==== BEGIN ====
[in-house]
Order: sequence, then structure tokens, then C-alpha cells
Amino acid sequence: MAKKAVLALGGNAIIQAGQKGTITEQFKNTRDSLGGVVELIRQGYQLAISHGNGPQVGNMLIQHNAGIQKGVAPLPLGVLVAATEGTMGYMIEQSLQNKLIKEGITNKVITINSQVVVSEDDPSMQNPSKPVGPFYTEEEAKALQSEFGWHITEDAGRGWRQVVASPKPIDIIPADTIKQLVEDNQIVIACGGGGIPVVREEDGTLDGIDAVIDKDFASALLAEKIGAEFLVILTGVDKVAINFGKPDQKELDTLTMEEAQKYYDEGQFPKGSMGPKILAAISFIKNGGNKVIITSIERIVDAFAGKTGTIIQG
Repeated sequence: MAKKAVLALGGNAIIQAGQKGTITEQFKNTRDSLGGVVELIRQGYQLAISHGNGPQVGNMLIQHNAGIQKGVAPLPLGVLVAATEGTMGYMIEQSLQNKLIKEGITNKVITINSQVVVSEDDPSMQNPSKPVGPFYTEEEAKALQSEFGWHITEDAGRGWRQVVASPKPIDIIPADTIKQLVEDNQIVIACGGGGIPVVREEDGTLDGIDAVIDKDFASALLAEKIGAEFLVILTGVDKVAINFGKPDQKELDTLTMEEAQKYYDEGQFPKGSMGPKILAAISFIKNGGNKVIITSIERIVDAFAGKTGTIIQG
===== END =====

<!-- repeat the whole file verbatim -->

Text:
[in-house]
Order: sequence, then structure tokens, then C-alpha cells
Amino acid sequence: MAKKAVLALGGNAIIQAGQKGTITEQFKNTRDSLGGVVELIRQGYQLAISHGNGPQVGNMLIQHNAGIQKGVAPLPLGVLVAATEGTMGYMIEQSLQNKLIKEGITNKVITINSQVVVSEDDPSMQNPSKPVGPFYTEEEAKALQSEFGWHITEDAGRGWRQVVASPKPIDIIPADTIKQLVEDNQIVIACGGGGIPVVREEDGTLDGIDAVIDKDFASALLAEKIGAEFLVILTGVDKVAINFGKPDQKELDTLTMEEAQKYYDEGQFPKGSMGPKILAAISFIKNGGNKVIITSIERIVDAFAGKTGTIIQG
Repeated sequence: MAKKAVLALGGNAIIQAGQKGTITEQFKNTRDSLGGVVELIRQGYQLAISHGNGPQVGNMLIQHNAGIQKGVAPLPLGVLVAATEGTMGYMIEQSLQNKLIKEGITNKVITINSQVVVSEDDPSMQNPSKPVGPFYTEEEAKALQSEFGWHITEDAGRGWRQVVASPKPIDIIPADTIKQLVEDNQIVIACGGGGIPVVREEDGTLDGIDAVIDKDFASALLAEKIGAEFLVILTGVDKVAINFGKPDQKELDTLTMEEAQKYYDEGQFPKGSMGPKILAAISFIKNGGNKVIITSIERIVDAFAGKTGTIIQG